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Sharing Japanese traditions between creatives

Visit Ballarat

16 Feb 2021

Filed underMakers & Growers

Koji Hoashi likes to challenge himself.

The Federation University SMB campus artist-in-residence specialises in creating exquisite traditional Japanese pots and bowls, and is a prime example of why Ballarat is recognised as a UNESCO Creative City. 

However, the high artistic degree of difficulty involved in the glazing and kiln processes means he’s never quite sure how they are going to turn out. 

“What I do is not done by many people. You need to keep investigating and keep testing to see if it will work or not,” Koji says. 

“I look at the results and then I have to find out what is the next thing I need to do to make it better next time.” 

Koji is inspired both by the colour red and Zen philosophies. 

“I was taught ceramic art is not only created by the artist but also by the people who use it. Only fifty per cent is created by the artist. The rest is created by the user, by where they put it and how they use it”

Born in Oita, Japan, Koji trained in art education, primary school teaching and music at university. 

“I loved art as a subject. Everyone enjoyed making things. They would laugh and smile in class, compared to subjects like maths that were too serious.” 

At 18, Koji started making his own works. 

“All sorts of different ideas started overflowing in my mind. Endless ideas would come to my brain and I couldn’t control it. I started making lots and lots of sculpture work as well as pots. 

“I wanted to become a teacher so I did print making, drawings, graphic design, traditional Japanese paintings as well as pottery and sculpture.” 

In 1984, Koji won the Governor’s Awards for Sculpture, creating a whimsical life-size bronze sculpture of one of his friends which was placed in Boston Park, Oita. 

Shortly after he applied to universities in Australia and America, keen to learn more about other cultures. 

“I came to Melbourne and studied just English for a year.”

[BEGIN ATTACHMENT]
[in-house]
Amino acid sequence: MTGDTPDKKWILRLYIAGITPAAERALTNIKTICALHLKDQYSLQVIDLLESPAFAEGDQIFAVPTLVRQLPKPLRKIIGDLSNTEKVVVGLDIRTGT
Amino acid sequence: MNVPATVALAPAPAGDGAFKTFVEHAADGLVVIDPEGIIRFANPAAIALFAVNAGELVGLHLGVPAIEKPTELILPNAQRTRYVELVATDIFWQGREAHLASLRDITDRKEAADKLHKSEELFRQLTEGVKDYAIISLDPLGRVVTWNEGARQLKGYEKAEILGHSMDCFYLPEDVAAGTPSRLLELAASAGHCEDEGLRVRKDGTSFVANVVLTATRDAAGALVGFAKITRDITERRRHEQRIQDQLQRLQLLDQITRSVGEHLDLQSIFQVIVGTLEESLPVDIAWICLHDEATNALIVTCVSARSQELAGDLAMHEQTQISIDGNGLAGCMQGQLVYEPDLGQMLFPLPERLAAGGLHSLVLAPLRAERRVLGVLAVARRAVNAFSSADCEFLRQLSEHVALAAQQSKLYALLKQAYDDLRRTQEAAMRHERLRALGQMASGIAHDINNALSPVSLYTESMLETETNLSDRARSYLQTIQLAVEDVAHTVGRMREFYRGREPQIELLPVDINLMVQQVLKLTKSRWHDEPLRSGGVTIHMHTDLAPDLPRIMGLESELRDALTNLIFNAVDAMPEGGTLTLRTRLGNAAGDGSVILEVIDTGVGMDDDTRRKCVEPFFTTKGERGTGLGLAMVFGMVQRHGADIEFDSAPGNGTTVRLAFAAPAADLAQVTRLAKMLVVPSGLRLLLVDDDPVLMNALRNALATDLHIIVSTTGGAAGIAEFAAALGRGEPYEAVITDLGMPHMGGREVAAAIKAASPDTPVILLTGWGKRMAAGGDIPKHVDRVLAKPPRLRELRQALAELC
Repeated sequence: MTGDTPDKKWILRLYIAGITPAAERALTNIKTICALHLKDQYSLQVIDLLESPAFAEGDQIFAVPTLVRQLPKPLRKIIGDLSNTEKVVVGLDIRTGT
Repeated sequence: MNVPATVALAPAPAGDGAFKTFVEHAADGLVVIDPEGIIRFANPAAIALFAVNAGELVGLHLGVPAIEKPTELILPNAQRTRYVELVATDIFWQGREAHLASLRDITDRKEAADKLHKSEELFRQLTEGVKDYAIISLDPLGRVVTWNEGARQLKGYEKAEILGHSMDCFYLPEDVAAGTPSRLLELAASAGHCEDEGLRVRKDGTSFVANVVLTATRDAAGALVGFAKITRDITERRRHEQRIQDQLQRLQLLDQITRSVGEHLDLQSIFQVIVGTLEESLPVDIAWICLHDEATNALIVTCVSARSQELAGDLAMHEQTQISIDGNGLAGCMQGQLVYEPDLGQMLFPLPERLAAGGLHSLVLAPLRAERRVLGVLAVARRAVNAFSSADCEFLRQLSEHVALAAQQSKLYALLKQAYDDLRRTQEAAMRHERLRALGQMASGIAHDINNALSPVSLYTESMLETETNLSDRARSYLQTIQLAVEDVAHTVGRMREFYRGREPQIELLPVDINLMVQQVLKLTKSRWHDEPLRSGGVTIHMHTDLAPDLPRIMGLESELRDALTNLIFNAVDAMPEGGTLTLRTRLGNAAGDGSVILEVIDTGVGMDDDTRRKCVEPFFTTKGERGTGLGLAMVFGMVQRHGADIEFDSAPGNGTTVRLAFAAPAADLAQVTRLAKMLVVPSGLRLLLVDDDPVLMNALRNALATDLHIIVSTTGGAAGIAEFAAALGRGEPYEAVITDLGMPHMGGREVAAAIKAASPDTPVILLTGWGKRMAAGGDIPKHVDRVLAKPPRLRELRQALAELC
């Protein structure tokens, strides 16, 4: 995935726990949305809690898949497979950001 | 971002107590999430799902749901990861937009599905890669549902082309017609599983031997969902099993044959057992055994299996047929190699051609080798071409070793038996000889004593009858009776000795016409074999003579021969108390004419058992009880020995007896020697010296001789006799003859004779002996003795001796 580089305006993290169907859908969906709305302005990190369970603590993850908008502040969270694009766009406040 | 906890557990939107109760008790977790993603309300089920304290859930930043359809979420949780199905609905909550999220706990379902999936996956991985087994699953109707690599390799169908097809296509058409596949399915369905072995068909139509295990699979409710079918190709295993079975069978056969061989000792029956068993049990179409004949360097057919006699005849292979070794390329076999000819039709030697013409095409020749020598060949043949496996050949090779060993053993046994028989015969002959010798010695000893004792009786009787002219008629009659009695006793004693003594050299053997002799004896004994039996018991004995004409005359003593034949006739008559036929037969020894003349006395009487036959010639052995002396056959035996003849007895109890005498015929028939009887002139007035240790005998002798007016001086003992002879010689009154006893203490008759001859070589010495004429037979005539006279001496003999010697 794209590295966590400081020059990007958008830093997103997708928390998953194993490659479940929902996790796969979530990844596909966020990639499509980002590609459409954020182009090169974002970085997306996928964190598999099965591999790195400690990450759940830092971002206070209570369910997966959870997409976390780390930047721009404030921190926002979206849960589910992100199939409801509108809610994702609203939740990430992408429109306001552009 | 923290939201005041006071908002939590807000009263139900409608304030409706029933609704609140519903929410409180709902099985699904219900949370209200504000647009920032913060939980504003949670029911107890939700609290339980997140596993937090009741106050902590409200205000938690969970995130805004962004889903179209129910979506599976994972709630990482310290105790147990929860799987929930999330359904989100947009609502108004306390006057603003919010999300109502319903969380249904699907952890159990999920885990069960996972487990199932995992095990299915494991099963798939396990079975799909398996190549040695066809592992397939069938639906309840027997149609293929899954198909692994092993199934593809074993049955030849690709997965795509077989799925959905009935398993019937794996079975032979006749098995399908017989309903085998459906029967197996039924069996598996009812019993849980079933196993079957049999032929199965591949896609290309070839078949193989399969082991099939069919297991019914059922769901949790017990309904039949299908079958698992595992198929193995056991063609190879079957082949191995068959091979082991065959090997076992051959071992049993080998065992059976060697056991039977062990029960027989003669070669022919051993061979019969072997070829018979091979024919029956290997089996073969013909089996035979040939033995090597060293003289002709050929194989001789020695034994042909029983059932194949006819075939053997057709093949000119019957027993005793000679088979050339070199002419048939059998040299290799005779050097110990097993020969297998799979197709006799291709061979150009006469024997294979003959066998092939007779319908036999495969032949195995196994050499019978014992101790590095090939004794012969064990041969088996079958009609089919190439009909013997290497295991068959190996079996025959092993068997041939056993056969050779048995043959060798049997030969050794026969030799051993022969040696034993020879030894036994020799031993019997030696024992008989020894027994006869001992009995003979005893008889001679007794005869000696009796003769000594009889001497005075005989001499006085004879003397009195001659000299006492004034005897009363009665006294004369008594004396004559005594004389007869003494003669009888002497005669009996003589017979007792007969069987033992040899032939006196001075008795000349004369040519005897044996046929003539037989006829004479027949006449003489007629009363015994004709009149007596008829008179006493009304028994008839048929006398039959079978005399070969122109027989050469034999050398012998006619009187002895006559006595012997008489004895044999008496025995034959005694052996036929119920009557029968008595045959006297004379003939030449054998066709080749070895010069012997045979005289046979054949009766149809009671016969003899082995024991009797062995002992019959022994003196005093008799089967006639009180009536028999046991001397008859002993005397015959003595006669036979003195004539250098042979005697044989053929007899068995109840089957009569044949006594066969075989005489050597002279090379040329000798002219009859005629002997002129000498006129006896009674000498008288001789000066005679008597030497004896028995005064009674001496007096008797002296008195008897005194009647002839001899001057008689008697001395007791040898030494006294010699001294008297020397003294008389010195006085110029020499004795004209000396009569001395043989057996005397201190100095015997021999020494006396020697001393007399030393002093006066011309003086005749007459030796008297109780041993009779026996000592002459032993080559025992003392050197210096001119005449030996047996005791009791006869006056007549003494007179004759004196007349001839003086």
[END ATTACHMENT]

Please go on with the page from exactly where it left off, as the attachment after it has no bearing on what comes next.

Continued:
He chose the then Ballarat College of Advanced Education to study ceramics before doing his master’s degree at the Victoria College, Prahran (Victorian School of Arts). 

To earn an income, Koji taught Japanese every Saturday morning to local high school students and adults at the then Ballarat North Technical School before becoming a full time teacher at the Arch cluster of primary schools which included Urquhart Park, Wendouree, Haddon and Alfredton. 

He then became a university lecturer in Japanese language and international studies at Ballarat University College (now Federation University). 

“While working as a lecturer, I still used my creative skills for everything. I loved making new course materials, songs, and games for my students. In the classroom, I would use drawings to teach because I found that students learnt faster.” 

Eventually, though, Koji realised he had to follow his heart. 

“I decided I’d like to pursue what I really, really wanted to do and that was to become a full-time artist.” 

Koji’s work is available to purchase from the Art Gallery of Ballarat shop.

Across Victoria’s Midwest, we acknowledge that we travel across the ancient landscapes of many First Peoples communities.

These lands have been nurtured and cared for over tens of thousands of years and we respect the work of Traditional Custodians for their ongoing care and protection.

We recognise the past injustices against Aboriginal and Torres Strait Islander peoples in this country. As our knowledge grows, we hope that we can learn from their resilience and creativity that has guided them for over 60,000 years.

As we invite people to visit and explore Victoria’s Midwest, we ask that alongside us, you also grow to respect the stories, living culture and connection to Country of the Ancestors and Elders of our First Peoples.